SOUTH BEND, Ind. -- An outspoken theologian predicts most fellow theology professors at U.S. Catholic colleges will refuse to seek approval from their local bishop to teach, as required under new rules awaiting Vatican endorsement.
The regulations -- aimed at controlling theologians and what they teach -- won lopsided approval from U.S. bishops at a meeting in November and require that all theology professors receive a ''mandate'' from the local bishop.
The Rev. Richard P. McBrien, a professor at the University of Notre Dame in South Bend, Ind., said he will not seek that approval, repeating the position he took in the current issue of America, a Jesuit magazine.
He predicted most of his colleagues will eventually make the same decision. ''I'm simply the first one to come out,'' he said.
McBrien, 63, is former chairman of Notre Dame's theology department and one of the most outspoken critics of Vatican policy under Pope John Paul II.
Before the November vote, most organizations representing theology professors at the nation's 235 church-related colleges opposed the mandate proposal. Now individual professors will have to make their own decisions.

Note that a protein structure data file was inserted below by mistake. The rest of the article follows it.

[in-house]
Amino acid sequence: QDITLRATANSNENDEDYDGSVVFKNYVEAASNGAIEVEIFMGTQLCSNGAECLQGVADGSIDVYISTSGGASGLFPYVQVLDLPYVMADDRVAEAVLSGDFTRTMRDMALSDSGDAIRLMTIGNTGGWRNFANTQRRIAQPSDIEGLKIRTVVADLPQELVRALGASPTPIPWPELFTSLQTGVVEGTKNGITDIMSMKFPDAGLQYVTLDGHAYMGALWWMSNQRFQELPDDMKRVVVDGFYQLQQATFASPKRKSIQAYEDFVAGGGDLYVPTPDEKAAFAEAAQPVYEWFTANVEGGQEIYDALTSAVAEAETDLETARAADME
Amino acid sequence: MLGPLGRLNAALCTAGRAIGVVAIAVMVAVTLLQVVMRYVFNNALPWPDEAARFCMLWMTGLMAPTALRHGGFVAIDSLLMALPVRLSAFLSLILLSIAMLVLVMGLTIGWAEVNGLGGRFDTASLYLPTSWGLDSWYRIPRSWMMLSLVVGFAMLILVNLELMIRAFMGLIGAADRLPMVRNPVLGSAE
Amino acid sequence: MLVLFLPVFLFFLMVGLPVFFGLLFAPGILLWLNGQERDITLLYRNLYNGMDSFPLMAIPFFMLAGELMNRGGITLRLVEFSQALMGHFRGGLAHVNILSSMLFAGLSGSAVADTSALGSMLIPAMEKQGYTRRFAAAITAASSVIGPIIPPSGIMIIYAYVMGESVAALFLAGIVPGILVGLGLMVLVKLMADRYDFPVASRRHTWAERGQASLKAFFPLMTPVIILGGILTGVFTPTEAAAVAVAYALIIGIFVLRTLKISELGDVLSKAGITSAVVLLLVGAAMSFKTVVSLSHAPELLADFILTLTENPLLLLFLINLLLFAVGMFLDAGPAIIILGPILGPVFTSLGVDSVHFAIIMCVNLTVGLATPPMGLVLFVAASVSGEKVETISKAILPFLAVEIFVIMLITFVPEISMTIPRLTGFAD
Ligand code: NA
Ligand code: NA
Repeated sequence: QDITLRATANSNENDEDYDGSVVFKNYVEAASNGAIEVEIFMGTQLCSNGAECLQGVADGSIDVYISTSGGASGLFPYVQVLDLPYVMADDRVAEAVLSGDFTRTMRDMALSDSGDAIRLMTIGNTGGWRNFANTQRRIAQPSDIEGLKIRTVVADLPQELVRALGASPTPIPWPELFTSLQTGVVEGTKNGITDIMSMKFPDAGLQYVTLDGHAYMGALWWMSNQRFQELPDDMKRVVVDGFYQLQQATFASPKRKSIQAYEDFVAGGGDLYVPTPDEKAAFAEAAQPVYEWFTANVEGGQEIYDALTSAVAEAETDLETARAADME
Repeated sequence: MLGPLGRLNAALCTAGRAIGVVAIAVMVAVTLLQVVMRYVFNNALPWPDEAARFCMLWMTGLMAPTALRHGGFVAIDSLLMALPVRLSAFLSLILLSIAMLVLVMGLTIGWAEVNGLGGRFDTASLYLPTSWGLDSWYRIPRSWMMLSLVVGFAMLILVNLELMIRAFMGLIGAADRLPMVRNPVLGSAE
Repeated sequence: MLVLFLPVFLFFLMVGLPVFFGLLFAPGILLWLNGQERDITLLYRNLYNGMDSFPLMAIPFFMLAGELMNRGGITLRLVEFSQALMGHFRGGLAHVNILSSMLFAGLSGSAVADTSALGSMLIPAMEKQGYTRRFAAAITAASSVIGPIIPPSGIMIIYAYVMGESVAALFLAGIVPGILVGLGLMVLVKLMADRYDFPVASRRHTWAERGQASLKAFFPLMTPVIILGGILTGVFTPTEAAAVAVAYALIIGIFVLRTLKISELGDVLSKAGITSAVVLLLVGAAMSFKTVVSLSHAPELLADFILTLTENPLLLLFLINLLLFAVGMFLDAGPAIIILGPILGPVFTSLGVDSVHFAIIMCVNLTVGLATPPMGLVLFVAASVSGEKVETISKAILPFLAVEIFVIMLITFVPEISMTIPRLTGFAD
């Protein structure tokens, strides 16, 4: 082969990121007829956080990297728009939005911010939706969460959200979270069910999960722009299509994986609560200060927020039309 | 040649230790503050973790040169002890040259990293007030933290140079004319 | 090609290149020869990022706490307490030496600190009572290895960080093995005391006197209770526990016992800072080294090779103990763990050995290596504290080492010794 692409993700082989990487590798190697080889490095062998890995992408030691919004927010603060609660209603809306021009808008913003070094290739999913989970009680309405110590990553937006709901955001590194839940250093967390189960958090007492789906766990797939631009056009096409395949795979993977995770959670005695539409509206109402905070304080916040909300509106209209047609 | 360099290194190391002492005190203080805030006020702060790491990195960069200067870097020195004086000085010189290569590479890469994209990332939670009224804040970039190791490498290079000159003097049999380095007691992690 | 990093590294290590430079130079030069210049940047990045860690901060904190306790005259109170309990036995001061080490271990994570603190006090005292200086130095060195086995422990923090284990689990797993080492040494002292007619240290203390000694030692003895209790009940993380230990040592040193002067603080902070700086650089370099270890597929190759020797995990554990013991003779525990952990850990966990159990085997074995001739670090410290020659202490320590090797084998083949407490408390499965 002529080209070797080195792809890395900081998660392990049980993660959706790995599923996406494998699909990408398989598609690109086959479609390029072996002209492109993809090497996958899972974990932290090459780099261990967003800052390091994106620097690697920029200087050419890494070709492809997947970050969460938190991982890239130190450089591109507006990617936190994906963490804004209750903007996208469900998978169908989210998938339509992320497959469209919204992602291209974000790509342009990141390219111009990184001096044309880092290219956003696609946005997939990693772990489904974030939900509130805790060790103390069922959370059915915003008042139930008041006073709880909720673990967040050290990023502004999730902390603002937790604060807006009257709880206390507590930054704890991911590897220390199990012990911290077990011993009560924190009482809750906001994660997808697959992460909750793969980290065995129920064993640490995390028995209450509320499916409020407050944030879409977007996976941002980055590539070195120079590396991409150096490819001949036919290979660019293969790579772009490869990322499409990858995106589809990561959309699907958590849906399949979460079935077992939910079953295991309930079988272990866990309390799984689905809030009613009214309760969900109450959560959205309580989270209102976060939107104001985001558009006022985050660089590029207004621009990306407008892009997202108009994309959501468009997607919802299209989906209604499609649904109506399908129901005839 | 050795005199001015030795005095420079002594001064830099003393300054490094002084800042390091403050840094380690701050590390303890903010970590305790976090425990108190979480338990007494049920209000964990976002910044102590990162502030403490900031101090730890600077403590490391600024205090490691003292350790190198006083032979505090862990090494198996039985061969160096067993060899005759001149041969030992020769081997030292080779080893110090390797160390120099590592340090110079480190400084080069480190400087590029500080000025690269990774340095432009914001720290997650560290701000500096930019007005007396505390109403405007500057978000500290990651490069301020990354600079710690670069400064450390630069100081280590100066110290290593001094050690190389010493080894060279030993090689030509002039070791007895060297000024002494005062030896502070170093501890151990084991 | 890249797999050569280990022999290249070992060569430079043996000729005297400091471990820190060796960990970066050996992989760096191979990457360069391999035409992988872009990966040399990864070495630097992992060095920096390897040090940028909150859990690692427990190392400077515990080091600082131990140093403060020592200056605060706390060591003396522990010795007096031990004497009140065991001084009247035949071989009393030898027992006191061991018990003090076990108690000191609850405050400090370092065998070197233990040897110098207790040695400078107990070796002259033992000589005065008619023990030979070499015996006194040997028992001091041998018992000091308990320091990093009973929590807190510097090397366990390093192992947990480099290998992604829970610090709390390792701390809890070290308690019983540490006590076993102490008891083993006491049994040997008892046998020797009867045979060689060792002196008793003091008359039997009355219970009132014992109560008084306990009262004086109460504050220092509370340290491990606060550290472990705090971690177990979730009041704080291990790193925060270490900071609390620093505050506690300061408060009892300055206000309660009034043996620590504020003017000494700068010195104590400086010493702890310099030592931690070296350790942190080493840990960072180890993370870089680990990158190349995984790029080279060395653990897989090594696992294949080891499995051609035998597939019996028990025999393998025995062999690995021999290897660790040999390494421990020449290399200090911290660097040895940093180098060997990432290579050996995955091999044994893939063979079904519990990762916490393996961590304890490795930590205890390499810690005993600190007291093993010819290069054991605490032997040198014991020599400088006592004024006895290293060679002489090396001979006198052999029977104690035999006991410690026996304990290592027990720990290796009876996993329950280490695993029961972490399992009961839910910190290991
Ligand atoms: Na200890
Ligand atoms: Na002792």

One academic who has endorsed the mandate is the Rev. Michael Scanlan, president of the Franciscan University of Steubenville, Ohio. ''It enables you to project more clearly who you are,'' he said.
Supporters say the new system will limit theologians' dissent from official teachings and strengthen the Catholic identity of church-related schools.
McBrien said the new system will be unworkable.
If tenured faculty members say no, he said, ''What can the bishops do? Try to fire theologians who don't seek the mandate? Break contracts? No.''
If the dispute goes to civil court, the result will be ''an academic Kosovo,'' damaging to all, he said.
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